A Review of AMERICAN INDIAN LITERARY NATIONALISM  
~  Dr. Dawn Karima 
 
AMERICAN INDIAN LITERARY NATIONALISM
Jace Weaver, Craig S. Womack, and Robert Warrior. 
 
Albuquerque:UNM, 2006, ISBN#:0-8263-4073-3,
272 pages, paperback
 
"The consciousness of ourselves as Indigenous cultural beings is very important to our Existence as speaking-writing Indigenous people," writes Dr. Simon Ortiz in the foreword for AMERICAN INDIAN LITERARY NATIONALISM.  The noted Arizona State University scholar continues, "In fact, cultural consciousness as Indigenous people is the bottom line.  And that, more than anything else, has to do crucially with our cultural sovereignty as Indigenous people."  This interesting book demonstrates the intersection between cultural sovereignty and literary criticism.
 
While many Native American authors focus on writing and fiction, this book proves to be unique due to its spotlight on Native Americans who practice the skill of literary criticism.  AMERICAN INDIAN LITERARY NATIONALISM shows the ways in which Native American writers and thinkers utilize literature for the reification of their identity.  The ideas in this book are fascinating and provocative and useful for readers from a variety of disciplines.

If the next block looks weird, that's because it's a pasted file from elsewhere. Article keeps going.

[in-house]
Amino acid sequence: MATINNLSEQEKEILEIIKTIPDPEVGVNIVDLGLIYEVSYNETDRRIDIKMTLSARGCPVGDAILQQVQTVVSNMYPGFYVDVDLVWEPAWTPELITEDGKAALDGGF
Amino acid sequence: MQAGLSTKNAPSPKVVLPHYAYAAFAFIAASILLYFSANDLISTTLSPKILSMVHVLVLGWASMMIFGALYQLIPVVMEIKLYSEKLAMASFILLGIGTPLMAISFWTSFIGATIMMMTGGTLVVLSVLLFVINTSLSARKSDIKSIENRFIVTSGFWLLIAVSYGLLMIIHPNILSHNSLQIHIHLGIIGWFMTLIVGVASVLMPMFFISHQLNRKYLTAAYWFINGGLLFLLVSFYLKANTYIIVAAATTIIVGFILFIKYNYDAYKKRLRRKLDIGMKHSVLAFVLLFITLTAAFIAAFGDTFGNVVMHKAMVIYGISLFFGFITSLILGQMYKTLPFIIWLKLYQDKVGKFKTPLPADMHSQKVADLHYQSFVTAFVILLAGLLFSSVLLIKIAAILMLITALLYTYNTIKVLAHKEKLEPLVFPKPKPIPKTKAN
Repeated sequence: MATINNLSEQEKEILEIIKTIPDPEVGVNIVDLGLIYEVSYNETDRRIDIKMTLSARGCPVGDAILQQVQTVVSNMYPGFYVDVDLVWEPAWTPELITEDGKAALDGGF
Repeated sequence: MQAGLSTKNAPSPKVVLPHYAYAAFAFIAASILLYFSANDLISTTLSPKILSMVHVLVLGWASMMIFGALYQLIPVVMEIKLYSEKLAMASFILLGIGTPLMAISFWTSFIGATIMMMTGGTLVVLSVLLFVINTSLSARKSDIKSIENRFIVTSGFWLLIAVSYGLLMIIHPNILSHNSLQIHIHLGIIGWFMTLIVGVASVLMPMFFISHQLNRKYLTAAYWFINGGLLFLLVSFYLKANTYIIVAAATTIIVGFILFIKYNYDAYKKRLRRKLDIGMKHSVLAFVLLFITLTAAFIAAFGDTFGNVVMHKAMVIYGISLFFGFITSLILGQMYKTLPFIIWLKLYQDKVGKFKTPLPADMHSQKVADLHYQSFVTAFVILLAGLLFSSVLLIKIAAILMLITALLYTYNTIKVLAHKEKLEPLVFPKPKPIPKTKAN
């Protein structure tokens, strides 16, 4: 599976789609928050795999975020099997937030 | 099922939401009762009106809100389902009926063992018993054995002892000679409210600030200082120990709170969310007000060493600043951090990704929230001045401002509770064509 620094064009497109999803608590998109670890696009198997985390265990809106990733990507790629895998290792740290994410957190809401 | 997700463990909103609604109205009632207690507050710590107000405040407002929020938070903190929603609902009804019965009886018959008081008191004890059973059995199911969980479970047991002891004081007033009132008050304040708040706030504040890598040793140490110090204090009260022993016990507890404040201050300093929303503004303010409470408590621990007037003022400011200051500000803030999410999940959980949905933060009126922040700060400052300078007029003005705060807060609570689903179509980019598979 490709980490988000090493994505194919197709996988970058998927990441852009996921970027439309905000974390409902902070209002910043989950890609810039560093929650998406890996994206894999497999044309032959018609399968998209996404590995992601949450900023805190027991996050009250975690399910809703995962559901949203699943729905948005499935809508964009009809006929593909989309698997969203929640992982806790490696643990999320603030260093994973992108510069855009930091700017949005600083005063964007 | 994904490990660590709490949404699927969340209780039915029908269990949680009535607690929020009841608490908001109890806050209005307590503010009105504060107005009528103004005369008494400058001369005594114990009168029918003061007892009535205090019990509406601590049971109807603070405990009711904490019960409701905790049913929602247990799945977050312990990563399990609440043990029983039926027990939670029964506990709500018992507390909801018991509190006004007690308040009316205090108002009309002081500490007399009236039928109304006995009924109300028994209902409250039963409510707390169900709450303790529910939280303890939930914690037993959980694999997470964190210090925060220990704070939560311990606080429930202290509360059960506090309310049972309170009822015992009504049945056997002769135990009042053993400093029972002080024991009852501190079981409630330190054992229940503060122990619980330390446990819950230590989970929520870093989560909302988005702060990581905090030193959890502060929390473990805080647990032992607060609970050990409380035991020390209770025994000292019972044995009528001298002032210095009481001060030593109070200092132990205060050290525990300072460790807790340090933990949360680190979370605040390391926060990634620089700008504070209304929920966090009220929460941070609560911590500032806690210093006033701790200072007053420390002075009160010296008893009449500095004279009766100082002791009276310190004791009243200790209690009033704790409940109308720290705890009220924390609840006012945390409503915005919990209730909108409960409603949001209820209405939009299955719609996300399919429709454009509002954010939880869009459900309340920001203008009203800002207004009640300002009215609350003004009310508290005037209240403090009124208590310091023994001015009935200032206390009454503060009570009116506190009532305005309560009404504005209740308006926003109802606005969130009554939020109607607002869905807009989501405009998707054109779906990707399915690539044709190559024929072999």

Three outstanding critical scholars: Jace Weaver, Craig S. Womack and Robert Warrior blend their perspectives and insights into literature and culture into this intriguing exploration.  Each writer displays a distinctive style, yet each voice complements the others.  This book is especially useful for scholars, educators, students and those who are interested in the ideologies of self-determination.
 
As headlines swirl around issues about particular authors, this book offers the opportunity to delve into the process of creating critiques of literature, based on its merits.  Establishing guidelines and good measures for interpreting literary works are the domain of literary critics.  AMERICAN INDIAN LITERARY NATIONALISM explores the evidence for estimating those Indigenous scholars, who evaluate creative writing and establish the canon.